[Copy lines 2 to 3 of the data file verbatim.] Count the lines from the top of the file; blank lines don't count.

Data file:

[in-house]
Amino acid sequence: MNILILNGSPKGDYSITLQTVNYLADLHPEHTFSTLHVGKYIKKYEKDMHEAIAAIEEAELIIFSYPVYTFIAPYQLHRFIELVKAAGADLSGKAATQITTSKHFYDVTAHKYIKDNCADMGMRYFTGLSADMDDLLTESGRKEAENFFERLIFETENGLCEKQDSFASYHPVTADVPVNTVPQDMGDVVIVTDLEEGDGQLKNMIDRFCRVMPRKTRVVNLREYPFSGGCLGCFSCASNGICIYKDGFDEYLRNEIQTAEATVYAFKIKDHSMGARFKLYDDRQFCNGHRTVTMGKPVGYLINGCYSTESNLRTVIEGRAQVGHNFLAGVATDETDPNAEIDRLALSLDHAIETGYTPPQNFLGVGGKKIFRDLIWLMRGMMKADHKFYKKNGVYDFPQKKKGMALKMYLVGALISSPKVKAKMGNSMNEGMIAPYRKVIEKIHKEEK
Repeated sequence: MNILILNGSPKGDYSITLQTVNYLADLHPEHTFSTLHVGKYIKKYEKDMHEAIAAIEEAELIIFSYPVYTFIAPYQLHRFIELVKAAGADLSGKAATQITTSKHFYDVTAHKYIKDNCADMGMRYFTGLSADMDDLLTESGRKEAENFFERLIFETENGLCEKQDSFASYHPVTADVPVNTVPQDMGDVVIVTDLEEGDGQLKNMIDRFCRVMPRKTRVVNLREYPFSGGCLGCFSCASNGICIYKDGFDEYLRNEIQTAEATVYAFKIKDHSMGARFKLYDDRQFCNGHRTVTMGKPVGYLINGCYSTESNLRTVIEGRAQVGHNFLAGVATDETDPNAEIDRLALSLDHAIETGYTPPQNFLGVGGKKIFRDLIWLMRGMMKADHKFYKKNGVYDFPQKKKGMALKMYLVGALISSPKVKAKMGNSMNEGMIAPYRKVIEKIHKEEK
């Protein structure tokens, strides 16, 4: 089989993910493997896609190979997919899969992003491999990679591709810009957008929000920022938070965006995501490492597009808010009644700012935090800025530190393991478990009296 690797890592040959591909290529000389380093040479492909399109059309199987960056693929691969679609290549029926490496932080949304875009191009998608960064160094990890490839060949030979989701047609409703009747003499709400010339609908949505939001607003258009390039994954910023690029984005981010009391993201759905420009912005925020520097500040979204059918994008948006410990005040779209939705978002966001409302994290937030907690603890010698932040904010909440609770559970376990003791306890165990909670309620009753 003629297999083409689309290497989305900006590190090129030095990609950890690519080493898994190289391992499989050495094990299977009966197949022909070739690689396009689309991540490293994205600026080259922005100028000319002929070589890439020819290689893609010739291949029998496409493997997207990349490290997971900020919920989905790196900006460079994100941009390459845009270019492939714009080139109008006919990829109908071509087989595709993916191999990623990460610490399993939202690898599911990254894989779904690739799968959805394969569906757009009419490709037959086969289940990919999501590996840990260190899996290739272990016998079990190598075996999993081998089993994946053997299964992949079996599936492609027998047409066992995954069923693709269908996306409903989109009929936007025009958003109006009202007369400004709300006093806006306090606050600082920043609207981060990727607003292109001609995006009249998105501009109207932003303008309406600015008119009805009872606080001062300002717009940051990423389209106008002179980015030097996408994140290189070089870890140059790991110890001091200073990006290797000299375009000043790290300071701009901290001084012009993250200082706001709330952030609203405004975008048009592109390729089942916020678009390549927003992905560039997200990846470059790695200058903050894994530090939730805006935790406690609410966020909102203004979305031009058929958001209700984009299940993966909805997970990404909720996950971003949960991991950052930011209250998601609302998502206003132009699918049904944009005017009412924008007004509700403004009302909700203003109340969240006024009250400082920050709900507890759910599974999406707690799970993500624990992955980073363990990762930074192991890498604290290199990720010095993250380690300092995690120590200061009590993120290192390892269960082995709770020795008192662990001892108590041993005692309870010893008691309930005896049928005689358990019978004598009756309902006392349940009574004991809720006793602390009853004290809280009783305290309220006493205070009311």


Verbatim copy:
Amino acid sequence: MNILILNGSPKGDYSITLQTVNYLADLHPEHTFSTLHVGKYIKKYEKDMHEAIAAIEEAELIIFSYPVYTFIAPYQLHRFIELVKAAGADLSGKAATQITTSKHFYDVTAHKYIKDNCADMGMRYFTGLSADMDDLLTESGRKEAENFFERLIFETENGLCEKQDSFASYHPVTADVPVNTVPQDMGDVVIVTDLEEGDGQLKNMIDRFCRVMPRKTRVVNLREYPFSGGCLGCFSCASNGICIYKDGFDEYLRNEIQTAEATVYAFKIKDHSMGARFKLYDDRQFCNGHRTVTMGKPVGYLINGCYSTESNLRTVIEGRAQVGHNFLAGVATDETDPNAEIDRLALSLDHAIETGYTPPQNFLGVGGKKIFRDLIWLMRGMMKADHKFYKKNGVYDFPQKKKGMALKMYLVGALISSPKVKAKMGNSMNEGMIAPYRKVIEKIHKEEK
Repeated sequence: MNILILNGSPKGDYSITLQTVNYLADLHPEHTFSTLHVGKYIKKYEKDMHEAIAAIEEAELIIFSYPVYTFIAPYQLHRFIELVKAAGADLSGKAATQITTSKHFYDVTAHKYIKDNCADMGMRYFTGLSADMDDLLTESGRKEAENFFERLIFETENGLCEKQDSFASYHPVTADVPVNTVPQDMGDVVIVTDLEEGDGQLKNMIDRFCRVMPRKTRVVNLREYPFSGGCLGCFSCASNGICIYKDGFDEYLRNEIQTAEATVYAFKIKDHSMGARFKLYDDRQFCNGHRTVTMGKPVGYLINGCYSTESNLRTVIEGRAQVGHNFLAGVATDETDPNAEIDRLALSLDHAIETGYTPPQNFLGVGGKKIFRDLIWLMRGMMKADHKFYKKNGVYDFPQKKKGMALKMYLVGALISSPKVKAKMGNSMNEGMIAPYRKVIEKIHKEEK